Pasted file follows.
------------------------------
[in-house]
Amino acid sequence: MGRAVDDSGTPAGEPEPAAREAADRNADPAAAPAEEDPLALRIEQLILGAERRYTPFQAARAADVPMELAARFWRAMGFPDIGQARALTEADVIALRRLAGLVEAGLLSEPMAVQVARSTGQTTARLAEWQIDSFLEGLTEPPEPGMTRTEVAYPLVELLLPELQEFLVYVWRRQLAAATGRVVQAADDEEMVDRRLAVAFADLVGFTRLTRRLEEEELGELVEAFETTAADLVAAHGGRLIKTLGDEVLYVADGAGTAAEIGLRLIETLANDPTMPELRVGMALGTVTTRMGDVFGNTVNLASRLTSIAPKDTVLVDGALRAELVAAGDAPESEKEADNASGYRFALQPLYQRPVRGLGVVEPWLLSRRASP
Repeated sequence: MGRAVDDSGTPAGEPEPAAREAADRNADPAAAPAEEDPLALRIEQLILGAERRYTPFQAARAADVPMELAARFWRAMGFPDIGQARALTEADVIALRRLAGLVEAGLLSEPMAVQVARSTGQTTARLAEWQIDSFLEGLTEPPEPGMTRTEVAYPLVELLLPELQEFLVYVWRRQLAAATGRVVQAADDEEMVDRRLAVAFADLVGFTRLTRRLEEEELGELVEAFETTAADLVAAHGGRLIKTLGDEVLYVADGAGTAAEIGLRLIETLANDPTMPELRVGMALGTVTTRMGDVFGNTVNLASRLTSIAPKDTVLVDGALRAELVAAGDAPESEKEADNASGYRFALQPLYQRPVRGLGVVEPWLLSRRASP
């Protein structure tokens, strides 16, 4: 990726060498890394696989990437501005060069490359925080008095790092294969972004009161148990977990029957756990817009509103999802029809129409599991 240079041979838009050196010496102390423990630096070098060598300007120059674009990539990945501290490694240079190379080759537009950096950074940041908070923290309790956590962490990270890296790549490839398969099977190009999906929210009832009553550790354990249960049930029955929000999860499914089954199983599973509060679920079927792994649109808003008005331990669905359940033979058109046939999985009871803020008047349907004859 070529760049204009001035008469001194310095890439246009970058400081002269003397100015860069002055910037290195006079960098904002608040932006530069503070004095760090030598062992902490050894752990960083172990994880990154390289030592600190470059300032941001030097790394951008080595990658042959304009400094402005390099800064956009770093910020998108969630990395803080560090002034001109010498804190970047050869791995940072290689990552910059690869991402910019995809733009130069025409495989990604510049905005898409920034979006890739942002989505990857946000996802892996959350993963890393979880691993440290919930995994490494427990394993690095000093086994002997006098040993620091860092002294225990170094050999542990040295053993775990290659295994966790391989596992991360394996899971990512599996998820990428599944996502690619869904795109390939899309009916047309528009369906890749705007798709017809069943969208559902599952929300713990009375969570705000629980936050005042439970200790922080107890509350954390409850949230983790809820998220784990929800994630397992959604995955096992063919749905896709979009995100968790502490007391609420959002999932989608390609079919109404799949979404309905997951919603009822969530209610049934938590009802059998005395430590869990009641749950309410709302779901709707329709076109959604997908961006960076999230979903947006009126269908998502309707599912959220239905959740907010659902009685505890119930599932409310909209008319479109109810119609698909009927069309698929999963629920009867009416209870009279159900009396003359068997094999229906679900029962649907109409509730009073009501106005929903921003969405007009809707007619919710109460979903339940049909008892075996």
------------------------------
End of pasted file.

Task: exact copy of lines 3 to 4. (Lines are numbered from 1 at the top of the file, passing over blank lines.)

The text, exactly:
Repeated sequence: MGRAVDDSGTPAGEPEPAAREAADRNADPAAAPAEEDPLALRIEQLILGAERRYTPFQAARAADVPMELAARFWRAMGFPDIGQARALTEADVIALRRLAGLVEAGLLSEPMAVQVARSTGQTTARLAEWQIDSFLEGLTEPPEPGMTRTEVAYPLVELLLPELQEFLVYVWRRQLAAATGRVVQAADDEEMVDRRLAVAFADLVGFTRLTRRLEEEELGELVEAFETTAADLVAAHGGRLIKTLGDEVLYVADGAGTAAEIGLRLIETLANDPTMPELRVGMALGTVTTRMGDVFGNTVNLASRLTSIAPKDTVLVDGALRAELVAAGDAPESEKEADNASGYRFALQPLYQRPVRGLGVVEPWLLSRRASP
């Protein structure tokens, strides 16, 4: 990726060498890394696989990437501005060069490359925080008095790092294969972004009161148990977990029957756990817009509103999802029809129409599991 240079041979838009050196010496102390423990630096070098060598300007120059674009990539990945501290490694240079190379080759537009950096950074940041908070923290309790956590962490990270890296790549490839398969099977190009999906929210009832009553550790354990249960049930029955929000999860499914089954199983599973509060679920079927792994649109808003008005331990669905359940033979058109046939999985009871803020008047349907004859 070529760049204009001035008469001194310095890439246009970058400081002269003397100015860069002055910037290195006079960098904002608040932006530069503070004095760090030598062992902490050894752990960083172990994880990154390289030592600190470059300032941001030097790394951008080595990658042959304009400094402005390099800064956009770093910020998108969630990395803080560090002034001109010498804190970047050869791995940072290689990552910059690869991402910019995809733009130069025409495989990604510049905005898409920034979006890739942002989505990857946000996802892996959350993963890393979880691993440290919930995994490494427990394993690095000093086994002997006098040993620091860092002294225990170094050999542990040295053993775990290659295994966790391989596992991360394996899971990512599996998820990428599944996502690619869904795109390939899309009916047309528009369906890749705007798709017809069943969208559902599952929300713990009375969570705000629980936050005042439970200790922080107890509350954390409850949230983790809820998220784990929800994630397992959604995955096992063919749905896709979009995100968790502490007391609420959002999932989608390609079919109404799949979404309905997951919603009822969530209610049934938590009802059998005395430590869990009641749950309410709302779901709707329709076109959604997908961006960076999230979903947006009126269908998502309707599912959220239905959740907010659902009685505890119930599932409310909209008319479109109810119609698909009927069309698929999963629920009867009416209870009279159900009396003359068997094999229906679900029962649907109409509730009073009501106005929903921003969405007009809707007619919710109460979903339940049909008892075996």